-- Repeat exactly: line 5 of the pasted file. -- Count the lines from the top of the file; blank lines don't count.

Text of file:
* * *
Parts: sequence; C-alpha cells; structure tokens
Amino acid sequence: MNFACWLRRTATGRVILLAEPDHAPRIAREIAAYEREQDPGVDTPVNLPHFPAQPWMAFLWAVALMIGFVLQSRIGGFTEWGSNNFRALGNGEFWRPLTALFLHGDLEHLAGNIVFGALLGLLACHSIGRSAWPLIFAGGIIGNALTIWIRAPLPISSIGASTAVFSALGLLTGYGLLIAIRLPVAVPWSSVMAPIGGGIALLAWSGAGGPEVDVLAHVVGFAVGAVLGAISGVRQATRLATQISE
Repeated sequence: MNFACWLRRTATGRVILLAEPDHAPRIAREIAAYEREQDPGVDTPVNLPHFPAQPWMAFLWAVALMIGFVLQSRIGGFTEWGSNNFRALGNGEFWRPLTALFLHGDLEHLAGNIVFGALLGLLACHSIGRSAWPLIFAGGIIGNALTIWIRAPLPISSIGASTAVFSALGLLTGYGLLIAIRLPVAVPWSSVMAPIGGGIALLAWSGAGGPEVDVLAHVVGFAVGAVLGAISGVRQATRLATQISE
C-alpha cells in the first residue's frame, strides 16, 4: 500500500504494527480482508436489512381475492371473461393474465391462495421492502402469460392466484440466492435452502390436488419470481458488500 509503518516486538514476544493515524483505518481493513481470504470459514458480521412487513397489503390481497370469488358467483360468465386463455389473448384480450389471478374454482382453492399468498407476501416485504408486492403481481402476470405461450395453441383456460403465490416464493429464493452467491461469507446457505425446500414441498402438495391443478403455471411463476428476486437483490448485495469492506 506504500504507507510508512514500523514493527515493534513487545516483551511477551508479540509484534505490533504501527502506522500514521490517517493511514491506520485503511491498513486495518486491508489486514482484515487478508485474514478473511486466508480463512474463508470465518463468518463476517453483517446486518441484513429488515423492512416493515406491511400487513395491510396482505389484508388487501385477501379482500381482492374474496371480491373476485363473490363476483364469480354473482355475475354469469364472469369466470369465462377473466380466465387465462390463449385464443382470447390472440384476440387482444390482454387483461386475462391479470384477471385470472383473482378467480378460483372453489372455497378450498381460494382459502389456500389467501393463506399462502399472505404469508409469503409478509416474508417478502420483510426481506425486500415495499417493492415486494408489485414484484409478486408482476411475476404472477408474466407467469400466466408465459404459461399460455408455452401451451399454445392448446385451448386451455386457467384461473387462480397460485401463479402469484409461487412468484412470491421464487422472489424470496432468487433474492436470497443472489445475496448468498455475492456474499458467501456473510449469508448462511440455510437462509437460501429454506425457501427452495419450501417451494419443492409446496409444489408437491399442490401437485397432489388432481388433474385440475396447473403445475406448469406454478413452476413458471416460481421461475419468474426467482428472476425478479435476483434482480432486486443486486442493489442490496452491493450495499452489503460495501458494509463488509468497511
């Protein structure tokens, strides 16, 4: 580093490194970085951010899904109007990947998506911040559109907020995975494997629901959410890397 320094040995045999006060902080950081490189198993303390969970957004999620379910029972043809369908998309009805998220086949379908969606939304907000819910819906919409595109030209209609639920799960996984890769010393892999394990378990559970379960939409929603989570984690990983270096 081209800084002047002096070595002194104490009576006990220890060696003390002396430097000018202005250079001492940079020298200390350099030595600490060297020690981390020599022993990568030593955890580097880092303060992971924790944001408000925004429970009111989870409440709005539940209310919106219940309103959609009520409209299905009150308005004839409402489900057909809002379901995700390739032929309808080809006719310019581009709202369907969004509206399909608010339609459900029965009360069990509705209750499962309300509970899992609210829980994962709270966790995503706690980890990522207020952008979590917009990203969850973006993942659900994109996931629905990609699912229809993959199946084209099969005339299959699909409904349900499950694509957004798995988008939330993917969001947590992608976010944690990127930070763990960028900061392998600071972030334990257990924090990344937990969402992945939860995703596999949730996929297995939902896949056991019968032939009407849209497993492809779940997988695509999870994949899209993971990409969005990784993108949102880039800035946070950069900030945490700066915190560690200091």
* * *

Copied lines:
């Protein structure tokens, strides 16, 4: 580093490194970085951010899904109007990947998506911040559109907020995975494997629901959410890397 320094040995045999006060902080950081490189198993303390969970957004999620379910029972043809369908998309009805998220086949379908969606939304907000819910819906919409595109030209209609639920799960996984890769010393892999394990378990559970379960939409929603989570984690990983270096 081209800084002047002096070595002194104490009576006990220890060696003390002396430097000018202005250079001492940079020298200390350099030595600490060297020690981390020599022993990568030593955890580097880092303060992971924790944001408000925004429970009111989870409440709005539940209310919106219940309103959609009520409209299905009150308005004839409402489900057909809002379901995700390739032929309808080809006719310019581009709202369907969004509206399909608010339609459900029965009360069990509705209750499962309300509970899992609210829980994962709270966790995503706690980890990522207020952008979590917009990203969850973006993942659900994109996931629905990609699912229809993959199946084209099969005339299959699909409904349900499950694509957004798995988008939330993917969001947590992608976010944690990127930070763990960028900061392998600071972030334990257990924090990344937990969402992945939860995703596999949730996929297995939902896949056991019968032939009407849209497993492809779940997988695509999870994949899209993971990409969005990784993108949102880039800035946070950069900030945490700066915190560690200091």